Sunday, 6 December 2009

Tubers - Big and Few, or Small and Many?

Fruit thinning works for gooseberries, could it work for Oca?

(Above) 6th December, a mass of stem-rooting tubers forming above ground.

Oca tubers form close to the roots of the plant, but also where stems come in contact with the soil - up to several feet away from the original planting location. Seeing this mass of small tubers today reminded me that last year, although the total yield (weight) was fine, a high proportion of the tubers were too small to be worth cleaning and cooking.

So how to maximise the proportion of large tubers?
Remove some exposed tubers while small, so that the plant's reserves are concentrated into those remaining?

Prevent stem-rooting (by keeping stems from contacting the soil) so that only the tubers associated with the original roots form, giving fewer, larger, less dispersed tubers ?

Either of these approaches would detract from one of the crop's great plus-points - it is zero-work. Others have grown Oca in containers, which might limit the stem rooting tubers, but I have not heard reports of larger tubers from this method.

I'll let the crop run it's course this year, but this is something to ponder, and maybe test out next year.

UPDATE. An example of training Oca to grow upright (using canes) here: Thriftyliving

Wednesday, 2 December 2009

Oh-oh! Oca allelopathy!

Is Oca Allelopathic?

Allelopathy is the ability of a plant to chemically suppress the growth of another.
I've just discovered the excellent Radix blog, which focuses on unusual root crops, and it strongly suggest that dried Oca foliage inhibits germination (of lettuce seed in the experiment).
This obviously is important when mixing and overlapping crops.

But it may not be all bad news. Managed carefully, decaying Oca foliage debris could be beneficial in ensuring a weed-free bed for any following crop, as is the case with several traditional green-manure crops. The real problem would be if the plants roots exuded suppressive chemicals while growing. This would make it highly unsuitable for bi-cropping. So far I have seen no evidence of this, but I will be watching out for it.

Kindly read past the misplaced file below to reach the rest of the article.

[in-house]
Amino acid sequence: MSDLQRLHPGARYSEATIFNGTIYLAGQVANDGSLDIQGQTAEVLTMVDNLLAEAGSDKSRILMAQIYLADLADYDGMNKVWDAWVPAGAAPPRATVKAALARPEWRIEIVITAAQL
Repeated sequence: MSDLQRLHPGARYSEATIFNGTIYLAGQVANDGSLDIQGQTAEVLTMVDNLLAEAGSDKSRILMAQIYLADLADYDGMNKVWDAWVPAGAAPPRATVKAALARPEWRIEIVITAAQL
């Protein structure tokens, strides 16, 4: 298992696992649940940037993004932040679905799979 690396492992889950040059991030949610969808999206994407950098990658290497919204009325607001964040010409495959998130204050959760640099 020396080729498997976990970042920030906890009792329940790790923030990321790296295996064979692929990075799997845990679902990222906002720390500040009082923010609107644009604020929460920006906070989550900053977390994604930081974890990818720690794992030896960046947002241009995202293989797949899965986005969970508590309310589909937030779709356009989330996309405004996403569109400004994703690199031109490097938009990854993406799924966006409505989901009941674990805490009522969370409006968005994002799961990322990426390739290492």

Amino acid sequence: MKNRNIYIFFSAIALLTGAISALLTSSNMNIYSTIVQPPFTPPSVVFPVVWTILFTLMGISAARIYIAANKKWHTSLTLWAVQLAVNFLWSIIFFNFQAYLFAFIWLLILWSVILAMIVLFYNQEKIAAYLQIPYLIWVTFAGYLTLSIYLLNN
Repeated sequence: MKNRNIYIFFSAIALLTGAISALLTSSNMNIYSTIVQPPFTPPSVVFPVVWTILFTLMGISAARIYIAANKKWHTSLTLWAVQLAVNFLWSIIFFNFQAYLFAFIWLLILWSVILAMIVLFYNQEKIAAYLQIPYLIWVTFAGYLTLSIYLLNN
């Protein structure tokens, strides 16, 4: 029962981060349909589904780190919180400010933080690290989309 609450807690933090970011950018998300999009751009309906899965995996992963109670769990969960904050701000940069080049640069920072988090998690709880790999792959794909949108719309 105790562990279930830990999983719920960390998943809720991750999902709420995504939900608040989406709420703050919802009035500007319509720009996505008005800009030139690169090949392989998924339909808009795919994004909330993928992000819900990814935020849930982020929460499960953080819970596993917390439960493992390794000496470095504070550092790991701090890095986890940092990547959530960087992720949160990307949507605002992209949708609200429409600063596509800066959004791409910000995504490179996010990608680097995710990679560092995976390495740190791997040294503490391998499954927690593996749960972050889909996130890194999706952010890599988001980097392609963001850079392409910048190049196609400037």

What I need to do is an experiment to test for this next growing season. Hmmm.

UPDATE: I have found evidence (here) that Oca roots produce an exudate which suppresses growth in competing plants. However, the chemicals are also beneficial - insecticidal, and pathogenicidal. At least some of the chemicals require UV light to be activated, (so effectiveness is restricted to the surface and first few mm of soil?).

UV light levels reaching the root exudates must be very low once the foliage has formed a canopy.

All interesting to know, but as is sometimes the case, science does not give a clear answer. Will Oca poison or protect its bicrop partner, or something between the two?
Well, it obviously does not seriously harm most crops, from the evidence of my own eyes, and the experience of generations of Andean Indians, who's traditional methods of cultivation include bi-cropping with maize, and mixed planting with other tuber crops.
It seems to still come down to 'suck it and see'.

UPDATE: Details and results of the allelopathy trial here.